Friday, May 29, 2015

If a commander is hurt, another commander takes his place and says, 'Here I am.'

...Just before leaving, he bids farewell to the soldiers of the Nahal brigade, whom he has gotten to know well over this last year. "People ask me sometimes, 'How were the boys?' They are not boys. They are fighters who know exactly where they are going and they go there with an enormous sense of duty. The word 'boys' is an affront to them. They usually don't see home for three weeks at a time, so they can't hide under their mothers' apron strings. They are not spoiled. This is a group of serious men."

Lilach Shoval..
Israel Hayom..
29 May '15..

Now completing his term as the commander of the Nahal infantry brigade, Col. Uri Gordin has a lot of criticism to share. Gordin, 45, is one of the most respected commanders in the Israel Defense Forces today. He will soon be promoted to the rank of brigadier general and take command over the 98th Paratroopers Division, also known as the Fire Formation, part of the Central Regional Command.

Gordin spent most of his military career in the elite Sayeret Matkal reconnaissance unit, first as a fighter, then as a platoon commander, then as a company commander, and then commander of the entire unit between 2007 and 2010. The unit flourished under his command, and that period is considered especially favorable in the unit's history. As a sign of appreciation, the chief of staff decided to promote him to the rank of colonel while he was still the unit's commander. At the end of his term, the unit received a group citation, which Gordin attributes to his team rather than his leadership.

Upon leaving Sayeret Matkal, Gordin was appointed commander of the 55th Paratroopers Reserves Brigade. Three years later, he was appointed the commander of the Nahal brigade. Next week, he will hand the Nahal brigade over to Col. Amos Hacohen.

Q: A one-year term as the commander of the Nahal brigade is considered short even in IDF terms.

"Appointments in the IDF are usually short-term. Two years is also short. In the business world, a two-year position is considered short-term, but in the military, every position is a sprint. Overall I spent four years as a brigade commander and that's perfectly fine. It would have been preferable to serve two years in the Nahal brigade, but things don't always work out. One of the most important things is to choose a course that suits the person. I think that a 45-year-old brigade commander has certain advantages, but it also has its drawbacks. When I was younger, I ran faster and I was stronger. On the other hand, today I have more experience and I'm a little calmer. You have to strike a balance between maturity and aging. I don't feel old, but it is definitely something that requires attention."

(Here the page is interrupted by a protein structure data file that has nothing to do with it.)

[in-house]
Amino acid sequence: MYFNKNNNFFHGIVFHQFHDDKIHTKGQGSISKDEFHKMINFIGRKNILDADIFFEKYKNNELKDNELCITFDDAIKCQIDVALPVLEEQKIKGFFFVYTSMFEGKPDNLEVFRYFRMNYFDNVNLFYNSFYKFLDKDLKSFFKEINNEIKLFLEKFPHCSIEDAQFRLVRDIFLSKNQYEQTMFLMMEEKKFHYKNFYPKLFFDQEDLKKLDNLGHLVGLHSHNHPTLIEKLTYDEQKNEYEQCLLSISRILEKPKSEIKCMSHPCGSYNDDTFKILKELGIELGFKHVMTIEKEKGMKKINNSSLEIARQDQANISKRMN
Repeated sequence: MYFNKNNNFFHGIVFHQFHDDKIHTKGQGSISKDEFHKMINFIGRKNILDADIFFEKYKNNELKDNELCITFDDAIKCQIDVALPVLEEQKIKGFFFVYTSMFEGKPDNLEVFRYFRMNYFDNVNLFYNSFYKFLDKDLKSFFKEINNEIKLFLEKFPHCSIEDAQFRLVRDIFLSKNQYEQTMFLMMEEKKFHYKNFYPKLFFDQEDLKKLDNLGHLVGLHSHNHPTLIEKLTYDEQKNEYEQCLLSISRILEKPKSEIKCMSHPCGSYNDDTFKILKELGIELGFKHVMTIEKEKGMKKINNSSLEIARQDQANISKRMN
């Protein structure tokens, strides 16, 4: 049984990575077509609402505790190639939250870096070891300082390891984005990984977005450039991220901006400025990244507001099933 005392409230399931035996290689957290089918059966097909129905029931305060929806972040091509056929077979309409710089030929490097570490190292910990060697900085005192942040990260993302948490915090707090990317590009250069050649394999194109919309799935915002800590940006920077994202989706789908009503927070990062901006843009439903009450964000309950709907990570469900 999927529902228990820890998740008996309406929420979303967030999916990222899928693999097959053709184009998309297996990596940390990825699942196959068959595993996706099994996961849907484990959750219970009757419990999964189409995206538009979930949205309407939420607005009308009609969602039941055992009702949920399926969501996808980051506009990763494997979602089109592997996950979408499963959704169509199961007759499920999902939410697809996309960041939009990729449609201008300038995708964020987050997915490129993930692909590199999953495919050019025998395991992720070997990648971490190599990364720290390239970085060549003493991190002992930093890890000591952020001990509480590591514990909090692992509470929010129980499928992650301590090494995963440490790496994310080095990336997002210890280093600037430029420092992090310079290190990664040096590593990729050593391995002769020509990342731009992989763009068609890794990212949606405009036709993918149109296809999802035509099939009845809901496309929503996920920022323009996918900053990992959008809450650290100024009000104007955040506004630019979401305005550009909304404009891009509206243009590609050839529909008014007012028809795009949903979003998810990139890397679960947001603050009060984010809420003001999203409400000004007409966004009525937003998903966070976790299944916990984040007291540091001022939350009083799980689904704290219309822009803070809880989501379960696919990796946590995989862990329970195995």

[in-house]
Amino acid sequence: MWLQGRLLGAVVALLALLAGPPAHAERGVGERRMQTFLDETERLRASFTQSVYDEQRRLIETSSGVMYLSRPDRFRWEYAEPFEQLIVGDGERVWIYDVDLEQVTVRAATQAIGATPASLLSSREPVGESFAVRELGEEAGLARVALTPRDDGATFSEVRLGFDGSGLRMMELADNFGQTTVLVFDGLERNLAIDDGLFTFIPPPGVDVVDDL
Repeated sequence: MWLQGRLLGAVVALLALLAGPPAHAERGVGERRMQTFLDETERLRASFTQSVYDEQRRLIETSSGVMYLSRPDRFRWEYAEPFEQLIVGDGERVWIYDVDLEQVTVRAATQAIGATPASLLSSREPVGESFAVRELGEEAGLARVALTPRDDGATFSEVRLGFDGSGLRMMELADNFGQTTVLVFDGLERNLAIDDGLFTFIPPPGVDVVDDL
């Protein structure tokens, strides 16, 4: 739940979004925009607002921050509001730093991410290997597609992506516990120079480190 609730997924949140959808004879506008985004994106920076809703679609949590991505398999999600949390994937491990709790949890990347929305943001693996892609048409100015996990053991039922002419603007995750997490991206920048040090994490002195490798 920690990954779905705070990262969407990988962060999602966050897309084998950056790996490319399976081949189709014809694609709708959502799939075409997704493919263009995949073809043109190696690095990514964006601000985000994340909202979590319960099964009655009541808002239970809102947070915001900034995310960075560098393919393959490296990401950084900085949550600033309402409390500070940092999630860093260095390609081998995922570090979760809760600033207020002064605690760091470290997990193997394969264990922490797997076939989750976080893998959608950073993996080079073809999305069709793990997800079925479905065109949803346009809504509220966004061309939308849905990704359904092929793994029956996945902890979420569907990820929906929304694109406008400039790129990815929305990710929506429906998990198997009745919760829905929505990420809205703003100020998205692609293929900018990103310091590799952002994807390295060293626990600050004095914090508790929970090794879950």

Gordin may be wrapping up only one year as the commander of the Nahal brigade, but it seems that in that one year he managed to get more done than most of his predecessors. Only three weeks after taking the position, while vacationing in Ashkelon with the other Nahal commanders, his unit was dispatched to Judea and Samaria to help search for the three teenagers who had been kidnapped while hitchhiking home from school.

"The only positive thing about being called back urgently was the fact that the entire command was called up, so I got to meet all the reserves soldiers that you don't usually get to meet in the brigades," he says.

Q: Did you think that you would soon be commanding an operation in Gaza?

"It was clear that things were heating up on that front. I think that you should always live as though it could happen. In retrospect, when I look at my notes, I can see that in my earliest briefings I told the commanders that we were to operate under the assumption that there would be war tomorrow."

Bombs in the children's nursery

Only 10 days before entering Gaza, the Nahal brigade was ordered to root out the terror tunnels dug by Hamas from Gaza into Israel.

"We realized that we had several possible courses of action, but that there was no existing, complete protocol on how to do it. So we conferred with Military Intelligence and tried to solve the problem.

"On June 30 we got the order, and on July 8 we were already operational. None of the methods that we used in Operation Protective Edge had been developed at that time. We harnessed technology and tools of detection and demolition from other realms. The thing that you learn in the brigade is that there are very few problems that don't have solutions. You simply have to find the right one. And then you realize that there isn't just one right one. The Nahal brigade destroyed four tunnels, and we didn't destroy all the tunnels in the same way."

Q: Everyone knew that there were tunnels around Gaza. Do you think the fact that they weren't destroyed sooner is evidence of a blunder?

"When something great is invented, or when you have a good idea, the question is always how you didn't think of it sooner. When I have a good idea I always think I failed because I didn't think of it sooner. However, this was still a great success. Seventeen days before we went in [to Gaza] we came to the understanding that the operational plan needs to be changed to confront this threat, which was not just a concrete threat but also a systemic one. The commander of the Gaza Division and the GOC Southern Command made the right call. Could we have thought of it sooner? Maybe."

Q: Is the age of short wars over?

"I didn't fight the full 50 days in Gaza. We were inside for about 18 days. We worked under the assumption that if everything goes right, it would take us at least three days to deal with each tunnel, and we didn't find all the tunnels right off the bat. We managed to destroy the first tunnel we found, which led into [the Israeli community of] Netiv Haasara, in less than three days, so that was a great success. Another tunnel that we found relatively quickly, we were only able to destroy after two and a half weeks. We got all the time that we asked for, more or less.

Q: Were you surprised by Hamas' military capabilities?

"We weren't surprised by anything. We knew that there would be underground warfare and we knew there would be explosive devices. On the other hand, it is always surprising to see booby-trapped homes with your own eyes. It wasn't just a bomb in the yard, there were bombs in a child's nursery. They worked in a fashion that suits their methods -- from the midst of the civilian population. They used the population as much as possible: They fired from people's homes, used homes as lookout points, and hid among civilians after carrying out an operation.